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Research Uncovers Low Magnesium Is Key Link to Heart Disease

Researcher reveals that low magnesium levels—not cholesterol or saturated fat intake—are the greatest indicator of all aspects of heart disease.

LOS ANGELES, Jan. 31, 2013 /PRNewswire/ – A groundbreaking review of cardiovascular disease research studies dating back to as early as 1937 finds that low magnesium levels—not cholesterol or saturated fat intake—are the greatest predictor of all aspects of heart disease.

Noted research scientist and author Andrea Rosanoff, PhD, who conducted the comprehensive review, which has been ongoing for over 10 years, and which builds upon the work begun by Mildred Seelig, MD, who studied the relationship of magnesium to cardiovascular disease for over 40 years, says, "These numerous studies have found low magnesium to be associated with all known cardiovascular risk factors, such as cholesterol and high blood pressure, arterial plaque build-up (atherogenesis), hardening of the arteries and the calcification of soft tissues. This means we have been chasing our tails all of these years going after cholesterol and the high saturated-fat diet, when the true culprit was and still is low magnesium."

According to Dr. Rosanoff, "By 1957 low magnesium was shown to be, strongly, convincingly, a cause of atherogenesis and the calcification of soft tissues. But this research was widely and immediately ignored as cholesterol and the high saturated-fat diet became the culprits to fight.

"Ever since this early 'wrong turn,'" states Rosanoff, "more and more peer-reviewed research has shown that low magnesium is associated with all known cardiovascular risk factors, such as cholesterol and high blood pressure.

"Additionally, after decades of rising dietary calcium intake not balanced with rising dietary magnesium intake, and a population wherein a majority of US adults are not getting their daily magnesium requirement, dietary calcium-to-magnesium ratios are on the rise, and studies are showing that calcium supplements not balanced with magnesium increase the risk of heart disease," says Rosanoff.

Carolyn Dean, MD, ND, and Medical Advisory Board member of the nonprofit Nutritional Magnesium Association (www.nutritionalmagnesium.org), adds, "That cholesterol is not the cause must be obvious, since heart disease is still the number one killer in America in spite of over two decades of statin use. The fact that low levels of magnesium are associated with all the risk factors and symptoms of heart disease—hypertension, diabetes, high cholesterol, heart arrhythmia, angina and heart attack—can no longer be ignored; the evidence is much too compelling."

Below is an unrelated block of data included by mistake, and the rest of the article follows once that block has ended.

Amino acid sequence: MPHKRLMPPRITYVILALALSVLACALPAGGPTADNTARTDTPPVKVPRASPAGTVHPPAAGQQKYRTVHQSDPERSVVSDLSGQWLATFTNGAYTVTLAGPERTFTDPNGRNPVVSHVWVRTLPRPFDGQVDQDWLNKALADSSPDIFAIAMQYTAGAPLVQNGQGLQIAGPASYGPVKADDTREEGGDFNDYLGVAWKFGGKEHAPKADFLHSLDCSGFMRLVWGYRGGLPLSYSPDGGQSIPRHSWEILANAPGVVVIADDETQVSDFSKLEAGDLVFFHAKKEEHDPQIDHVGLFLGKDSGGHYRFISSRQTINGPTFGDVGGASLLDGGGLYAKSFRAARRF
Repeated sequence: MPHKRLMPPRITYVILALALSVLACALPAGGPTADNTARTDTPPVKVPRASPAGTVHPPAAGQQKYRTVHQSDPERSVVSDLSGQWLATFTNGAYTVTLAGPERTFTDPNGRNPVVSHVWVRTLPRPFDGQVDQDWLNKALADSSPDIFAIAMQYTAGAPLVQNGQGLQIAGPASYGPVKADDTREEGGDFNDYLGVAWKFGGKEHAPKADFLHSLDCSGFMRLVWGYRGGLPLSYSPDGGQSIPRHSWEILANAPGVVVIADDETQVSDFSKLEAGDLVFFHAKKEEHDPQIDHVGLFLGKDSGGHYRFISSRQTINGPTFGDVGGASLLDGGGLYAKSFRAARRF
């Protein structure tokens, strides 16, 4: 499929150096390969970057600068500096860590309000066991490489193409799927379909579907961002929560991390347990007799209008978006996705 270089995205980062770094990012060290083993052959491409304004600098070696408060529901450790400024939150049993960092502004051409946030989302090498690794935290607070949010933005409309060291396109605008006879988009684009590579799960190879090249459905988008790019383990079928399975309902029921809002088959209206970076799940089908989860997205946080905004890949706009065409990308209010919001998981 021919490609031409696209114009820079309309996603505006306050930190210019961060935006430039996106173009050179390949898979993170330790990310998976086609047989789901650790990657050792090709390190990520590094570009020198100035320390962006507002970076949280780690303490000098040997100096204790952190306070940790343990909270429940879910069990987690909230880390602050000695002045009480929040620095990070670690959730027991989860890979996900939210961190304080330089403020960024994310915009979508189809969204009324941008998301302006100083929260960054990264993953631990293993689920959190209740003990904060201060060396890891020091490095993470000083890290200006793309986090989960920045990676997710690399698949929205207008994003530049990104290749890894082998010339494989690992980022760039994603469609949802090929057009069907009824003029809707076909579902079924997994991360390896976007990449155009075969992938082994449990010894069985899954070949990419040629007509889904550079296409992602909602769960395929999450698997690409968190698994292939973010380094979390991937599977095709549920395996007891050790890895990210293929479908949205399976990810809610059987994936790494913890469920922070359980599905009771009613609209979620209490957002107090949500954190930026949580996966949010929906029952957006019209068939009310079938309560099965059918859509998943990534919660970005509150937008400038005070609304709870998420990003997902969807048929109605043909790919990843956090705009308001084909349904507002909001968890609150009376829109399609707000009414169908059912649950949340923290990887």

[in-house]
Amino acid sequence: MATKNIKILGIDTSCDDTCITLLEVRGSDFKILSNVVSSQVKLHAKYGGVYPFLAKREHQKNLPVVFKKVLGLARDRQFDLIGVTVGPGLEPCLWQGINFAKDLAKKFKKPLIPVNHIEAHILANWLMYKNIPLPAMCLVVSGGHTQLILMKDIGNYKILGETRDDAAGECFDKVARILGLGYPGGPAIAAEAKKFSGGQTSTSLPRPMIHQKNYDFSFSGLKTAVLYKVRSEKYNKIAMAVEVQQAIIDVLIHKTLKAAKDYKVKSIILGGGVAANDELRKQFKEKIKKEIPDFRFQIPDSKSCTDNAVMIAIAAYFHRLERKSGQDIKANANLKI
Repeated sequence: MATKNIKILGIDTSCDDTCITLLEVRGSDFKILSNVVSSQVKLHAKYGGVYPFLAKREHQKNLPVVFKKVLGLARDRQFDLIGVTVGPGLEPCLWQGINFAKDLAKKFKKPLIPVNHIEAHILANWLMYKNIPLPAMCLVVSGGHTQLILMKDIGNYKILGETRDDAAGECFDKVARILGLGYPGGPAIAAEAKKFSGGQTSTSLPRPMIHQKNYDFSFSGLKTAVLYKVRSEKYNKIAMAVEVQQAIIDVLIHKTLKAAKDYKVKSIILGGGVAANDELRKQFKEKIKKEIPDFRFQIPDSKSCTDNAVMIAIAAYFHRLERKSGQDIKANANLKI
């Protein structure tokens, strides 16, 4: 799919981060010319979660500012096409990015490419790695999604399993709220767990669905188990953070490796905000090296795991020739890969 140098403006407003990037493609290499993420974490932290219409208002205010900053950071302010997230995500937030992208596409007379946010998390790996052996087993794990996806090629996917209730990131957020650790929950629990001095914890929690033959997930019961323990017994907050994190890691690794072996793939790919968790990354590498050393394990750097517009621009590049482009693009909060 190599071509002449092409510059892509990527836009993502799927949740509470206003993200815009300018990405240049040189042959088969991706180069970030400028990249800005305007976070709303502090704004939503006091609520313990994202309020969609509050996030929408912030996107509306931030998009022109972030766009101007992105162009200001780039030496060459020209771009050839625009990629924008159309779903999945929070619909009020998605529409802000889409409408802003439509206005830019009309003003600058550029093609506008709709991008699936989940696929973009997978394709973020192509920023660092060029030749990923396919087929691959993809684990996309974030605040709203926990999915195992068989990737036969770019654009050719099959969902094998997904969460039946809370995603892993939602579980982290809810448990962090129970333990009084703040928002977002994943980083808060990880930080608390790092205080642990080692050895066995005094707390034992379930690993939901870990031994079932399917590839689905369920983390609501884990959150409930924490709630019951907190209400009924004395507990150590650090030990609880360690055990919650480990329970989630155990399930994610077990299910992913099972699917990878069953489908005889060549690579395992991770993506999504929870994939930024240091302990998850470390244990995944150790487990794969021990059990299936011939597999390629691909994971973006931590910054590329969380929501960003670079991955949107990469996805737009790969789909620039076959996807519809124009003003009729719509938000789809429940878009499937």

Ashley Koff, RD, celebrity dietitian, Prevention magazine advisory board member and founder of AKA (AshleyKoffApproved.com) lists, states, "In the last decade, magnesium rightfully has received greater attention as a critical nutrient for optimal health. This review secures magnesium, and correcting levels of magnesium intake, as one of the most critical health recommendations today.

"There are many challenges to achieving adequate intake of magnesium in the modern diet; thus I consider magnesium part of the essential nutrients to supplement daily and—in light of this review, specifically—crucial to preventing cardiovascular disease across patient populations."

"Magnesium is essential for helping regulate metabolism, and it helps lower blood pressure and dilate arteries," says Dr. Mehmet Oz, Emmy Award–winning host of the nationally syndicated talk show The Dr. Oz Show, and vice-chair and Professor of Surgery at Columbia University. He adds, "Three out of every four of you watching [The Dr. Oz Show] right now across this great country are not getting the amount of magnesium that you need. You are magnesium deficient."

How much magnesium is enough? The World Health Organization recommends 400–500 mg of calcium. Dr. Dean recommends "a 1:1 balance of calcium with magnesium, while also taking into account the amount of calcium people get in their daily diets." She also says, "Add low doses of vitamin D and incorporate vitamin K2, and all of these measures combined will protect your bones as well as your heart."

A complete downloadable copy of Dr. Rosanoff's paper, along with reference appendices, is available here.

About the Nutritional Magnesium Association

The nonprofit Nutritional Magnesium Association (NMA) is a trusted authority on the subject of magnesium deficiency and provides timely and useful information so as to improve the lives of all people affected by the widespread magnesium deficiency in our diets and the related health issues associated with this deficiency. Radio, TV, magazines and professional journals interview its members regularly. For more information, go to www.nutritionalmagnesium.org.